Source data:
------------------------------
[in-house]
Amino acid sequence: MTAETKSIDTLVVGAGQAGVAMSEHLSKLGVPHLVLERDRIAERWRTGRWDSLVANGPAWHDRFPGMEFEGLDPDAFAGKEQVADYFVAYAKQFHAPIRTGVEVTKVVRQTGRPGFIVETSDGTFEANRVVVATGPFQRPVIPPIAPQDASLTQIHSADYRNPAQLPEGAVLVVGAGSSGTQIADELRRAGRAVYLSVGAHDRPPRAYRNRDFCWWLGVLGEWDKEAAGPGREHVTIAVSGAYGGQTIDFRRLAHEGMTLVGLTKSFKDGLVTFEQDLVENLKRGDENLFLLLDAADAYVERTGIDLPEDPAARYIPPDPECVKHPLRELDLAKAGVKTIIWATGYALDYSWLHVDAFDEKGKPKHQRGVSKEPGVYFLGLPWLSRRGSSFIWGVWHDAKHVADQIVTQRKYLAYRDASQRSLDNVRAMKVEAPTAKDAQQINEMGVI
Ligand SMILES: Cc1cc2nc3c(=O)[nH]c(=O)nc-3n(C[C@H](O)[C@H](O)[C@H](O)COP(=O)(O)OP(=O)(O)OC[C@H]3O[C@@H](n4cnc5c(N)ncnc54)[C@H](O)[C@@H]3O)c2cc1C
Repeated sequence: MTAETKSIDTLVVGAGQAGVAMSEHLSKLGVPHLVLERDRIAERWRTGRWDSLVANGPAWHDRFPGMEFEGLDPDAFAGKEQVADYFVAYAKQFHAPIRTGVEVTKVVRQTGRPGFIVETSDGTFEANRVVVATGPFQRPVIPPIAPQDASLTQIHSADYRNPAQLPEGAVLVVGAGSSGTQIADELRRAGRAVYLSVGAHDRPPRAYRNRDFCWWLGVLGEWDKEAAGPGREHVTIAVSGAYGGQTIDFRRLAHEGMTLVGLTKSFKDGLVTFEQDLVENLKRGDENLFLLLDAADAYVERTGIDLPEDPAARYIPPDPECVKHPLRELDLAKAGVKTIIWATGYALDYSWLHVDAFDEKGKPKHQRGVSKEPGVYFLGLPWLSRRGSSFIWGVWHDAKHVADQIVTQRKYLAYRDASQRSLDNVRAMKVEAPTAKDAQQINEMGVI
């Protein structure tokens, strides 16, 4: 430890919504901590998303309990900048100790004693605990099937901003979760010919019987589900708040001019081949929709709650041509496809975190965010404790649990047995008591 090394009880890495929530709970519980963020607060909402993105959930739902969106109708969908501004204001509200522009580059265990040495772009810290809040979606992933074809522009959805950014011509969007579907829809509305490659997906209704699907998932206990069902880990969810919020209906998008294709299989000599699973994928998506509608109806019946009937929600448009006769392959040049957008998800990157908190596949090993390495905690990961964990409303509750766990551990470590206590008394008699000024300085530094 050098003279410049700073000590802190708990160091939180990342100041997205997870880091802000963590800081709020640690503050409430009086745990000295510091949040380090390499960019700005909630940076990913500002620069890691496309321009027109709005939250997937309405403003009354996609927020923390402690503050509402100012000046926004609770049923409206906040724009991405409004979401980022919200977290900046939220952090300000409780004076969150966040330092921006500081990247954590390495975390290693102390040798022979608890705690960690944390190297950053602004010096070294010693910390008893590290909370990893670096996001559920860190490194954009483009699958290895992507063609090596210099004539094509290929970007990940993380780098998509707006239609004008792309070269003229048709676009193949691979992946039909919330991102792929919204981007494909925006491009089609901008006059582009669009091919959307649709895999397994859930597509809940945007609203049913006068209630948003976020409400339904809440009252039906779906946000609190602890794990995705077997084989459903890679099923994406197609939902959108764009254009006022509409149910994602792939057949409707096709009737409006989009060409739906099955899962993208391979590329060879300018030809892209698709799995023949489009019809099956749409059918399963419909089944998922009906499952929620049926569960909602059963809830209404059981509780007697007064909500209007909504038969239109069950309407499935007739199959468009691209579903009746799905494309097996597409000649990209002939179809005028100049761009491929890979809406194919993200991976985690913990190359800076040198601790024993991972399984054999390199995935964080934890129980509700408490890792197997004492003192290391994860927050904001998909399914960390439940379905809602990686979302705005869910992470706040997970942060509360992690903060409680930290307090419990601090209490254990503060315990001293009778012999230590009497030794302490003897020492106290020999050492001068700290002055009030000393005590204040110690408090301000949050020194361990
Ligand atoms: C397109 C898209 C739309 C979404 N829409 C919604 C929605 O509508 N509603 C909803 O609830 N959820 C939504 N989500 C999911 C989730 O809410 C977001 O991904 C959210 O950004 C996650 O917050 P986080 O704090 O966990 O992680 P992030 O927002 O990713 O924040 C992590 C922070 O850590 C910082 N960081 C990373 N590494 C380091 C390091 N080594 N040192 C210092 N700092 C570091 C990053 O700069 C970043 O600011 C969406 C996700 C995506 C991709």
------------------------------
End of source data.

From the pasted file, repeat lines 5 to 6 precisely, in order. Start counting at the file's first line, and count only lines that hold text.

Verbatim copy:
């Protein structure tokens, strides 16, 4: 430890919504901590998303309990900048100790004693605990099937901003979760010919019987589900708040001019081949929709709650041509496809975190965010404790649990047995008591 090394009880890495929530709970519980963020607060909402993105959930739902969106109708969908501004204001509200522009580059265990040495772009810290809040979606992933074809522009959805950014011509969007579907829809509305490659997906209704699907998932206990069902880990969810919020209906998008294709299989000599699973994928998506509608109806019946009937929600448009006769392959040049957008998800990157908190596949090993390495905690990961964990409303509750766990551990470590206590008394008699000024300085530094 050098003279410049700073000590802190708990160091939180990342100041997205997870880091802000963590800081709020640690503050409430009086745990000295510091949040380090390499960019700005909630940076990913500002620069890691496309321009027109709005939250997937309405403003009354996609927020923390402690503050509402100012000046926004609770049923409206906040724009991405409004979401980022919200977290900046939220952090300000409780004076969150966040330092921006500081990247954590390495975390290693102390040798022979608890705690960690944390190297950053602004010096070294010693910390008893590290909370990893670096996001559920860190490194954009483009699958290895992507063609090596210099004539094509290929970007990940993380780098998509707006239609004008792309070269003229048709676009193949691979992946039909919330991102792929919204981007494909925006491009089609901008006059582009669009091919959307649709895999397994859930597509809940945007609203049913006068209630948003976020409400339904809440009252039906779906946000609190602890794990995705077997084989459903890679099923994406197609939902959108764009254009006022509409149910994602792939057949409707096709009737409006989009060409739906099955899962993208391979590329060879300018030809892209698709799995023949489009019809099956749409059918399963419909089944998922009906499952929620049926569960909602059963809830209404059981509780007697007064909500209007909504038969239109069950309407499935007739199959468009691209579903009746799905494309097996597409000649990209002939179809005028100049761009491929890979809406194919993200991976985690913990190359800076040198601790024993991972399984054999390199995935964080934890129980509700408490890792197997004492003192290391994860927050904001998909399914960390439940379905809602990686979302705005869910992470706040997970942060509360992690903060409680930290307090419990601090209490254990503060315990001293009778012999230590009497030794302490003897020492106290020999050492001068700290002055009030000393005590204040110690408090301000949050020194361990
Ligand atoms: C397109 C898209 C739309 C979404 N829409 C919604 C929605 O509508 N509603 C909803 O609830 N959820 C939504 N989500 C999911 C989730 O809410 C977001 O991904 C959210 O950004 C996650 O917050 P986080 O704090 O966990 O992680 P992030 O927002 O990713 O924040 C992590 C922070 O850590 C910082 N960081 C990373 N590494 C380091 C390091 N080594 N040192 C210092 N700092 C570091 C990053 O700069 C970043 O600011 C969406 C996700 C995506 C991709």